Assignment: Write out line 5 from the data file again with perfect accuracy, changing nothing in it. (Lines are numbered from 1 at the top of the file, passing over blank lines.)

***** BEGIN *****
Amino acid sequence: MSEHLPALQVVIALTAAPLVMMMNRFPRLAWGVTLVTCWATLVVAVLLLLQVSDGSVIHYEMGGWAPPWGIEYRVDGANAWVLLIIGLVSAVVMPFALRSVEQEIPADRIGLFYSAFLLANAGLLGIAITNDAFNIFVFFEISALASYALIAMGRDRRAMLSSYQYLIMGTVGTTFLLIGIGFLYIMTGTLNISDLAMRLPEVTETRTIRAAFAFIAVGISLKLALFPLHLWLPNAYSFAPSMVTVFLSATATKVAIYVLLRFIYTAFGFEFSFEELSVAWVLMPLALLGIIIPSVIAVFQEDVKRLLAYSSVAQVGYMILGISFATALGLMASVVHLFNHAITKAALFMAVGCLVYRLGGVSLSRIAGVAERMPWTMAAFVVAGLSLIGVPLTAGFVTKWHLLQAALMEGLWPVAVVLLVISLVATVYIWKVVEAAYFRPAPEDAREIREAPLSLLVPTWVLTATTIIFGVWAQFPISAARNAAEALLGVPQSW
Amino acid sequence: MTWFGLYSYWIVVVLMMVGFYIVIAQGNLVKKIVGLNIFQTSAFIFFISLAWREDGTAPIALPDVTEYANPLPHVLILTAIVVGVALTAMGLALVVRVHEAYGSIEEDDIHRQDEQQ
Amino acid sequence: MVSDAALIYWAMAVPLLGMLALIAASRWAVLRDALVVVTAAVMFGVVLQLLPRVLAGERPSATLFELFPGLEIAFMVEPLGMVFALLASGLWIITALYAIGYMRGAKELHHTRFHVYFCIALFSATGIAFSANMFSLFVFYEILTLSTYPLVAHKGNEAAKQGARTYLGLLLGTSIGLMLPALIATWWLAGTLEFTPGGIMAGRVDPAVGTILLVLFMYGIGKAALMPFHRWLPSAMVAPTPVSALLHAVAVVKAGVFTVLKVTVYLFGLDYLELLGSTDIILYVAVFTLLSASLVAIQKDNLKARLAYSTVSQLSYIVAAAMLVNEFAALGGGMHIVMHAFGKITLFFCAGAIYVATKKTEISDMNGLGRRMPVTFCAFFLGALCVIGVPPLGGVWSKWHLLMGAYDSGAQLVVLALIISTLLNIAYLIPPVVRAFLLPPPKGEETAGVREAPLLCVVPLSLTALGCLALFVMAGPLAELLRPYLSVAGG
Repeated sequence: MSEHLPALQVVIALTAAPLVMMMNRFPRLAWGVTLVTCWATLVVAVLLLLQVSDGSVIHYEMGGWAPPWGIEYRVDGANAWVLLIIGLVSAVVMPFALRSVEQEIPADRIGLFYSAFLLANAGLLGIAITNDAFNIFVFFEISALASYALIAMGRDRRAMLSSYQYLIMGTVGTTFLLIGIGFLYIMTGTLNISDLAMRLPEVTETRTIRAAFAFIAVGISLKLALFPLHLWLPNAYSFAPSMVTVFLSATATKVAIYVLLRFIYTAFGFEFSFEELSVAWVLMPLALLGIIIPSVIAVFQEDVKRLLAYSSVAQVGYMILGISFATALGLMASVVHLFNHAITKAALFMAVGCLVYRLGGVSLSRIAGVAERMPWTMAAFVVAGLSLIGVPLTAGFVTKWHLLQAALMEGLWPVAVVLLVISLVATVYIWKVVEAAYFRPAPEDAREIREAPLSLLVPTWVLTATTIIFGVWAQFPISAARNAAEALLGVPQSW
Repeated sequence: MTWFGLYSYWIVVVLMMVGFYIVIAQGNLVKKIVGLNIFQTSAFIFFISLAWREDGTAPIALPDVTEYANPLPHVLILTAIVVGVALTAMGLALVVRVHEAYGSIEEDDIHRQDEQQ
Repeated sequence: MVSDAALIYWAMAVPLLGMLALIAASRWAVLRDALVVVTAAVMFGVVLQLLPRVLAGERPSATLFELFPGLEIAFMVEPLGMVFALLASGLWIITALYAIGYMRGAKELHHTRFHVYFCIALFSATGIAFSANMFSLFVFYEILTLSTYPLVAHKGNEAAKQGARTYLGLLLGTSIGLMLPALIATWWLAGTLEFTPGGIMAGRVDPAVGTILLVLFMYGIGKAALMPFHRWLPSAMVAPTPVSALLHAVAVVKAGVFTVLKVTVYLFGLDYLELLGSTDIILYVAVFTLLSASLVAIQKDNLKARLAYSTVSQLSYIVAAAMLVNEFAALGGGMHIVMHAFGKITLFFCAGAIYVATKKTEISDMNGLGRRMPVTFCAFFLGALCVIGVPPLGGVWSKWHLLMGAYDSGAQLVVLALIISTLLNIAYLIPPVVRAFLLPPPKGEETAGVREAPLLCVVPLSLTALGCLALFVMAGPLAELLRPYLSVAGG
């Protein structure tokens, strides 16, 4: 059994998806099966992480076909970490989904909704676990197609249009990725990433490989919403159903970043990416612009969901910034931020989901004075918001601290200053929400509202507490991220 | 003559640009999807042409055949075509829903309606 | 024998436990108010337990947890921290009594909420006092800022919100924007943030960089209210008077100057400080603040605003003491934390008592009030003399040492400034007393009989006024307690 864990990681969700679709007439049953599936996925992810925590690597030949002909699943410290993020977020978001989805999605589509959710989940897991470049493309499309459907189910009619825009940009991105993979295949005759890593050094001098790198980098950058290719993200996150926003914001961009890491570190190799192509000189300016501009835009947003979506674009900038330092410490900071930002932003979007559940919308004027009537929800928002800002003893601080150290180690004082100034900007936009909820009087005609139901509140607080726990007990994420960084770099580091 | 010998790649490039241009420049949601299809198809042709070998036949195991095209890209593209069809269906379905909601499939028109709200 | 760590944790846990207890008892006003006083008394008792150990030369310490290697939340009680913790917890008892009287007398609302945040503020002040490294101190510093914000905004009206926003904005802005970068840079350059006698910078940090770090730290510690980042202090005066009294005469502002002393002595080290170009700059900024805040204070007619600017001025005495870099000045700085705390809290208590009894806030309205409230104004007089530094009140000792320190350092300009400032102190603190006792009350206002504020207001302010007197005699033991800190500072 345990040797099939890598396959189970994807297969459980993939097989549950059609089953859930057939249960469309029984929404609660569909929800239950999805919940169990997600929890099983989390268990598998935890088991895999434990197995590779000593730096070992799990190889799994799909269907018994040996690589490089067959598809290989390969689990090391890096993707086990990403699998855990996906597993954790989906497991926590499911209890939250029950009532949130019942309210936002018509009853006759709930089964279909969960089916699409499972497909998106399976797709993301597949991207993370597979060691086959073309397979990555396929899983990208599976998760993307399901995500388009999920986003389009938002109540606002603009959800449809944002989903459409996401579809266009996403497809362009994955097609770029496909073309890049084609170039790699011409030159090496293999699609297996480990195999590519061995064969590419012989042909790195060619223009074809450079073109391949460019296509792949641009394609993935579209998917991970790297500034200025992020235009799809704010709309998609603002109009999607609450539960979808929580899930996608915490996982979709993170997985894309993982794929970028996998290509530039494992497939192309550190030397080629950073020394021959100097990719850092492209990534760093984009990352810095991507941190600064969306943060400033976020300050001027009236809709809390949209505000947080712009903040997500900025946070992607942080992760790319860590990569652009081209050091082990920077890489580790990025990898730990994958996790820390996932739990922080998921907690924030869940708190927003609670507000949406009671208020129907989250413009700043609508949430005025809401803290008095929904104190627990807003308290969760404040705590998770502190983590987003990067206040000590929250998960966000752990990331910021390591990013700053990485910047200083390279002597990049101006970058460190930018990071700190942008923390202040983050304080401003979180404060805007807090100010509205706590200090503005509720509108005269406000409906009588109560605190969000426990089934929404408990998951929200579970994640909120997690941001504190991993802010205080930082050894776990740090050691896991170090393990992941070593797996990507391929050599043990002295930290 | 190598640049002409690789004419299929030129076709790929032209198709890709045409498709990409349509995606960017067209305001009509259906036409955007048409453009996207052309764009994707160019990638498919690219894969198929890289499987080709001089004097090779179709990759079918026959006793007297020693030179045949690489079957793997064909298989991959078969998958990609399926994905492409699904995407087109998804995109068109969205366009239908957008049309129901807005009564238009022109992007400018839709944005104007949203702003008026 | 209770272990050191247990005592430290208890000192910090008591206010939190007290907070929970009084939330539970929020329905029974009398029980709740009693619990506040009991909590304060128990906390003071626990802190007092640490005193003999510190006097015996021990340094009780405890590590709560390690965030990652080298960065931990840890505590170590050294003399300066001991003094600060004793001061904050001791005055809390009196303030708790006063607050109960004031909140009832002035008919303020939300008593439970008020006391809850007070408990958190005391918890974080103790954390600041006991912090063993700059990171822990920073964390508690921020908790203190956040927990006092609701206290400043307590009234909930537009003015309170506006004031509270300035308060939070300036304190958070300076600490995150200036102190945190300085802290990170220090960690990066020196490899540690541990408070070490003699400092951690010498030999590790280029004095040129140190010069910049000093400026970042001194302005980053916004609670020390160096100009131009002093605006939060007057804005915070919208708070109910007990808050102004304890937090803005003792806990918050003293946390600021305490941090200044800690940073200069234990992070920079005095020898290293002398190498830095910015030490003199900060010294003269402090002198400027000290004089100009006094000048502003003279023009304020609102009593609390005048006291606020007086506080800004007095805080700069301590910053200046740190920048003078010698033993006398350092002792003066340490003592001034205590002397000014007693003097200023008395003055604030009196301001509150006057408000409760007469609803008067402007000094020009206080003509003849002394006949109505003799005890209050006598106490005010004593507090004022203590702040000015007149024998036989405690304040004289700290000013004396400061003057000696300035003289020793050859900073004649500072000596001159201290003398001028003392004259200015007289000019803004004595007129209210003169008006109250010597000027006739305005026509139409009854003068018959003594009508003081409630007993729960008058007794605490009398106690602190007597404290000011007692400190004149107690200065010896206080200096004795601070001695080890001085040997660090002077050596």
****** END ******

Repeated sequence: MTWFGLYSYWIVVVLMMVGFYIVIAQGNLVKKIVGLNIFQTSAFIFFISLAWREDGTAPIALPDVTEYANPLPHVLILTAIVVGVALTAMGLALVVRVHEAYGSIEEDDIHRQDEQQ